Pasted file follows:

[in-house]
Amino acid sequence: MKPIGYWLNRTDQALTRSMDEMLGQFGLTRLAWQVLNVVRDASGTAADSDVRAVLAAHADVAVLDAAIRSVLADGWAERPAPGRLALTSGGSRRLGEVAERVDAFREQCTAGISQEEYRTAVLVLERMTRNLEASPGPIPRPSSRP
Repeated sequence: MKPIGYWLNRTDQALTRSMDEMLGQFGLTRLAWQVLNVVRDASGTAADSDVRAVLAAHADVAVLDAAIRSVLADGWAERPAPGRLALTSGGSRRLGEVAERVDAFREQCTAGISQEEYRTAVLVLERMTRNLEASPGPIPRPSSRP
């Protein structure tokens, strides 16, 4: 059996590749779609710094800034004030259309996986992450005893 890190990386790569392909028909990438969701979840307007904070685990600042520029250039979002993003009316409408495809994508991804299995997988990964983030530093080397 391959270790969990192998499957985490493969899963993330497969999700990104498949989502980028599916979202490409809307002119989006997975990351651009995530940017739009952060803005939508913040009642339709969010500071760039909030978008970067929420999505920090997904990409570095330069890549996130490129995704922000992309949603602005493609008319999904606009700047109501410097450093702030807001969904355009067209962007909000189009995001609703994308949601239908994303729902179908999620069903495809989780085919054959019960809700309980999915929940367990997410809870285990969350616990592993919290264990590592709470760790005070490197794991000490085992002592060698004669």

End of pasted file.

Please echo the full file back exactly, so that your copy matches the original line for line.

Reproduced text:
[in-house]
Amino acid sequence: MKPIGYWLNRTDQALTRSMDEMLGQFGLTRLAWQVLNVVRDASGTAADSDVRAVLAAHADVAVLDAAIRSVLADGWAERPAPGRLALTSGGSRRLGEVAERVDAFREQCTAGISQEEYRTAVLVLERMTRNLEASPGPIPRPSSRP
Repeated sequence: MKPIGYWLNRTDQALTRSMDEMLGQFGLTRLAWQVLNVVRDASGTAADSDVRAVLAAHADVAVLDAAIRSVLADGWAERPAPGRLALTSGGSRRLGEVAERVDAFREQCTAGISQEEYRTAVLVLERMTRNLEASPGPIPRPSSRP
């Protein structure tokens, strides 16, 4: 059996590749779609710094800034004030259309996986992450005893 890190990386790569392909028909990438969701979840307007904070685990600042520029250039979002993003009316409408495809994508991804299995997988990964983030530093080397 391959270790969990192998499957985490493969899963993330497969999700990104498949989502980028599916979202490409809307002119989006997975990351651009995530940017739009952060803005939508913040009642339709969010500071760039909030978008970067929420999505920090997904990409570095330069890549996130490129995704922000992309949603602005493609008319999904606009700047109501410097450093702030807001969904355009067209962007909000189009995001609703994308949601239908994303729902179908999620069903495809989780085919054959019960809700309980999915929940367990997410809870285990969350616990592993919290264990590592709470760790005070490197794991000490085992002592060698004669």